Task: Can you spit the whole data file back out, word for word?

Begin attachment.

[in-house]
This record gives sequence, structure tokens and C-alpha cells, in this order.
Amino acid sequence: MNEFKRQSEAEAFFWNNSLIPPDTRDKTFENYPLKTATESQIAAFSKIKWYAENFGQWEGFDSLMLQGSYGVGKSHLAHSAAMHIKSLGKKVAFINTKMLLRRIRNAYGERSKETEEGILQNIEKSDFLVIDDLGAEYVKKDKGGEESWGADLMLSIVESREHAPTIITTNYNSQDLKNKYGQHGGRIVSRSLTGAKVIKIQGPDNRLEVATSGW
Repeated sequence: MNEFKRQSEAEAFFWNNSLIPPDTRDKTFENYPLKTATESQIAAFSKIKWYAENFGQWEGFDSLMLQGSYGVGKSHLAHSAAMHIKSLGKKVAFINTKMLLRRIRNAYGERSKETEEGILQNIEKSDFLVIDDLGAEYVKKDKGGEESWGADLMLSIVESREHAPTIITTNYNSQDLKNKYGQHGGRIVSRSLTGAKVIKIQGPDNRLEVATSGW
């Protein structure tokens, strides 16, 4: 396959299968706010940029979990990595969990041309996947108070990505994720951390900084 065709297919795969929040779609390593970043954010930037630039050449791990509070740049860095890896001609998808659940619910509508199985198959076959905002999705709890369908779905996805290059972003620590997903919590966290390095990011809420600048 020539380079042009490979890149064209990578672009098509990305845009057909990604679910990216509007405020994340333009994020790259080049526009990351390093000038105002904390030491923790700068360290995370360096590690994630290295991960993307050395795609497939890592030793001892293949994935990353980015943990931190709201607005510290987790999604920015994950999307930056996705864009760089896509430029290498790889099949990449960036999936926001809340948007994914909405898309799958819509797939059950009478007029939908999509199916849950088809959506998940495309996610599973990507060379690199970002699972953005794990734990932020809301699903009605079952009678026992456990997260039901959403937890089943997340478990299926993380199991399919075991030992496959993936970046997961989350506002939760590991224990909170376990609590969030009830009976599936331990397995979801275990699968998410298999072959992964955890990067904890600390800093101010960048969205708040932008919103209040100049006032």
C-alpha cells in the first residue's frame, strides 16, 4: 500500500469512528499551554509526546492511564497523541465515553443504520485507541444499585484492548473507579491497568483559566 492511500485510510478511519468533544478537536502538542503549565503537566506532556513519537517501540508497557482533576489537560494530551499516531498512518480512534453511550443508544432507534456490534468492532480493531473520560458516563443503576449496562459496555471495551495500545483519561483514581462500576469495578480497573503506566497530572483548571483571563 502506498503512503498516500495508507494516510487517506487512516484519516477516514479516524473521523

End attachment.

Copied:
[in-house]
This record gives sequence, structure tokens and C-alpha cells, in this order.
Amino acid sequence: MNEFKRQSEAEAFFWNNSLIPPDTRDKTFENYPLKTATESQIAAFSKIKWYAENFGQWEGFDSLMLQGSYGVGKSHLAHSAAMHIKSLGKKVAFINTKMLLRRIRNAYGERSKETEEGILQNIEKSDFLVIDDLGAEYVKKDKGGEESWGADLMLSIVESREHAPTIITTNYNSQDLKNKYGQHGGRIVSRSLTGAKVIKIQGPDNRLEVATSGW
Repeated sequence: MNEFKRQSEAEAFFWNNSLIPPDTRDKTFENYPLKTATESQIAAFSKIKWYAENFGQWEGFDSLMLQGSYGVGKSHLAHSAAMHIKSLGKKVAFINTKMLLRRIRNAYGERSKETEEGILQNIEKSDFLVIDDLGAEYVKKDKGGEESWGADLMLSIVESREHAPTIITTNYNSQDLKNKYGQHGGRIVSRSLTGAKVIKIQGPDNRLEVATSGW
């Protein structure tokens, strides 16, 4: 396959299968706010940029979990990595969990041309996947108070990505994720951390900084 065709297919795969929040779609390593970043954010930037630039050449791990509070740049860095890896001609998808659940619910509508199985198959076959905002999705709890369908779905996805290059972003620590997903919590966290390095990011809420600048 020539380079042009490979890149064209990578672009098509990305845009057909990604679910990216509007405020994340333009994020790259080049526009990351390093000038105002904390030491923790700068360290995370360096590690994630290295991960993307050395795609497939890592030793001892293949994935990353980015943990931190709201607005510290987790999604920015994950999307930056996705864009760089896509430029290498790889099949990449960036999936926001809340948007994914909405898309799958819509797939059950009478007029939908999509199916849950088809959506998940495309996610599973990507060379690199970002699972953005794990734990932020809301699903009605079952009678026992456990997260039901959403937890089943997340478990299926993380199991399919075991030992496959993936970046997961989350506002939760590991224990909170376990609590969030009830009976599936331990397995979801275990699968998410298999072959992964955890990067904890600390800093101010960048969205708040932008919103209040100049006032």
C-alpha cells in the first residue's frame, strides 16, 4: 500500500469512528499551554509526546492511564497523541465515553443504520485507541444499585484492548473507579491497568483559566 492511500485510510478511519468533544478537536502538542503549565503537566506532556513519537517501540508497557482533576489537560494530551499516531498512518480512534453511550443508544432507534456490534468492532480493531473520560458516563443503576449496562459496555471495551495500545483519561483514581462500576469495578480497573503506566497530572483548571483571563 502506498503512503498516500495508507494516510487517506487512516484519516477516514479516524473521523